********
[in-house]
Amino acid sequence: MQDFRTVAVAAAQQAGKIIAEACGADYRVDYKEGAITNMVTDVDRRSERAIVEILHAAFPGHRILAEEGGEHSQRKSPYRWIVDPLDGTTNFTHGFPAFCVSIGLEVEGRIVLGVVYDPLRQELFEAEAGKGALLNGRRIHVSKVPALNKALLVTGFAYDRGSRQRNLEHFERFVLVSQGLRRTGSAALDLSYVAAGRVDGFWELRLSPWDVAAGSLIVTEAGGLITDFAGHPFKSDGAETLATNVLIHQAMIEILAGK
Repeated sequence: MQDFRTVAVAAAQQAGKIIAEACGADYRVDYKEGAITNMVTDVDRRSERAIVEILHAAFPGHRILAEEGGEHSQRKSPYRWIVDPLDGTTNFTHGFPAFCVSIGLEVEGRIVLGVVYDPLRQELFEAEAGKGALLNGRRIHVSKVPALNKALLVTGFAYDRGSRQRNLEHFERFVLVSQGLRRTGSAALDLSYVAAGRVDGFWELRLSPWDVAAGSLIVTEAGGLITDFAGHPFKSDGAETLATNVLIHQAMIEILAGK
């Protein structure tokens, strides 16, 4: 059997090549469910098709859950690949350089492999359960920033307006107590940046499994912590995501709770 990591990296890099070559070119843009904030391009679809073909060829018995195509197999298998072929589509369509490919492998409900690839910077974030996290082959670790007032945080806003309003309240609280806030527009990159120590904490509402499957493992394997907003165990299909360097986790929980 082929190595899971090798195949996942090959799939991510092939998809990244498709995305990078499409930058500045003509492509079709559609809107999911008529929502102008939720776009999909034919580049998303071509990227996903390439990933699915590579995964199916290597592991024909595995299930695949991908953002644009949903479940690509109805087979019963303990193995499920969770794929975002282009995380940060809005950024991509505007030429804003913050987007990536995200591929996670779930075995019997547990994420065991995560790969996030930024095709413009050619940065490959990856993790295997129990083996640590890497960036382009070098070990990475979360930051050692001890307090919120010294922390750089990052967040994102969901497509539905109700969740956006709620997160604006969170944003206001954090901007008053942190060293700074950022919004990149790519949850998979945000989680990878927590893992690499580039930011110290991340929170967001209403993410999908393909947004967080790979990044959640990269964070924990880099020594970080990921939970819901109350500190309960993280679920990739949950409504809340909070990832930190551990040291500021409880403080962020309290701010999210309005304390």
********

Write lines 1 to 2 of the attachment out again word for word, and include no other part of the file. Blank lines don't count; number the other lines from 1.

[in-house]
Amino acid sequence: MQDFRTVAVAAAQQAGKIIAEACGADYRVDYKEGAITNMVTDVDRRSERAIVEILHAAFPGHRILAEEGGEHSQRKSPYRWIVDPLDGTTNFTHGFPAFCVSIGLEVEGRIVLGVVYDPLRQELFEAEAGKGALLNGRRIHVSKVPALNKALLVTGFAYDRGSRQRNLEHFERFVLVSQGLRRTGSAALDLSYVAAGRVDGFWELRLSPWDVAAGSLIVTEAGGLITDFAGHPFKSDGAETLATNVLIHQAMIEILAGK